I am a parent of two Aboriginal boys. When they were 12 or so I
sat them down and had the talk with them. Not the birds and the
bees talk, the interacting with police talk. I am probably not the
only parent of black children to have this talk with their
children, and nor will I be the last.
This talk consisted of how to behave, not to let the police
anatagonise them into anger, call me immediately if they were taken
by the police and above all else, not to talk to them without me
If you are reading this you may be assuming the police would
only be speaking to my children if they have done something wrong.
This couldn’t be further from the truth. Because of racial
profiling (refers to the discriminatory practice by law enforcement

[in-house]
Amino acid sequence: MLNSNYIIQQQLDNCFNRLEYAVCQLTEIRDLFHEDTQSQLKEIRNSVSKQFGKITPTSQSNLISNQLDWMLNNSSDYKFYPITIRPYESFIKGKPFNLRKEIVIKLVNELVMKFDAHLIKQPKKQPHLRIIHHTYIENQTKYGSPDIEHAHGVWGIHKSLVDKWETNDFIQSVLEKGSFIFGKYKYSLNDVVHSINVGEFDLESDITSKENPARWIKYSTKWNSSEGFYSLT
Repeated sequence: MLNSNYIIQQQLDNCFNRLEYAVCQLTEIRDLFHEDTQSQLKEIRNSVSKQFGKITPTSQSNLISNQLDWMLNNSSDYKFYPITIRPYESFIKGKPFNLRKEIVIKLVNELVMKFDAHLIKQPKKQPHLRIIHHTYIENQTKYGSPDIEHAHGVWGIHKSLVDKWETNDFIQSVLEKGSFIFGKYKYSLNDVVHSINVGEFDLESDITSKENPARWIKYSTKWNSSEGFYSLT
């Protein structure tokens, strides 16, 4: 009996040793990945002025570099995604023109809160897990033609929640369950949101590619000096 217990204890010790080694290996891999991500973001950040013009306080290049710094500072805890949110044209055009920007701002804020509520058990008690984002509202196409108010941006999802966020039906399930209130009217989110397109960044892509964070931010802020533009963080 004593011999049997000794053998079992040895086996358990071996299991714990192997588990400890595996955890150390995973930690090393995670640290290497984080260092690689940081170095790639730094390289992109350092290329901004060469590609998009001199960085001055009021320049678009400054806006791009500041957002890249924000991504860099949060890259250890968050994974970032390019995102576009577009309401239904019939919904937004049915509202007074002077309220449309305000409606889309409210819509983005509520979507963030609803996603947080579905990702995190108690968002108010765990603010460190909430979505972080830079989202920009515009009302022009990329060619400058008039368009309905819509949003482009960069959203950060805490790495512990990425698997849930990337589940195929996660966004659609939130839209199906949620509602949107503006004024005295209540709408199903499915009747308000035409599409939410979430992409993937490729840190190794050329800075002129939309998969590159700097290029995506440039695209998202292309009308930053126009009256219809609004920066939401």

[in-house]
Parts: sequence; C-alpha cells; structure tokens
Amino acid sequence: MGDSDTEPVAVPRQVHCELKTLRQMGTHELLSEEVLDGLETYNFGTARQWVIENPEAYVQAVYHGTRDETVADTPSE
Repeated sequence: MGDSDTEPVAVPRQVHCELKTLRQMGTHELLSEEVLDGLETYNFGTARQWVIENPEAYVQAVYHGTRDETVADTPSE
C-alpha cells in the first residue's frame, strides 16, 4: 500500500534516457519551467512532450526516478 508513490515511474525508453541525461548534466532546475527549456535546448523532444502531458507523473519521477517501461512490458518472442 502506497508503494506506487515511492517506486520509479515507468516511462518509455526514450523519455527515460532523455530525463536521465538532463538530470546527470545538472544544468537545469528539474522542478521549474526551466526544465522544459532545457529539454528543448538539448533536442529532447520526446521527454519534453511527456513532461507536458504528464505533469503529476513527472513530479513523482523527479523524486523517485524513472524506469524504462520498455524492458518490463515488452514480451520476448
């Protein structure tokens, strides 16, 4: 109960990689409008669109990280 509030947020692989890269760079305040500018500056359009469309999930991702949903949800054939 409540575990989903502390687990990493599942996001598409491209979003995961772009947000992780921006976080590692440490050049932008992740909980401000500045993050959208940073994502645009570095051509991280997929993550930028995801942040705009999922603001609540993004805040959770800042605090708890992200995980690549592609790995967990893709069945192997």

officials of targeting individuals for suspicion of crime based on
the individual’s race, ethnicity, religion or
national origin) my children everyday become targets for
I am not over reacting; the statistics of Aboriginal
imprisonment rates are a major factor in me telling my children to
use the utmost caution around the police. Below are the statistics
of young people in prison 2013 – 2014.
It is incredibly hard to look at these charts and not infer
racial profiling from the results.
When if you are an Aboriginal person standing in front of a
jusdge, you are 12 – 29 percent more likely to receive a custodial
sentence than a non Aboriginal person for the exact same
As of June 30 There were 9,885 adult prisoners in Australian
prisons who identified as Aboriginal and Torres Strait Islander, a
7% increase (620 prisoners) from 30 June 2014 (9,265
Mick Gooda, the Aboriginal and Torres Strait Islander Social
Justice Commissioner, who wrote the foreward on Aboriginal justice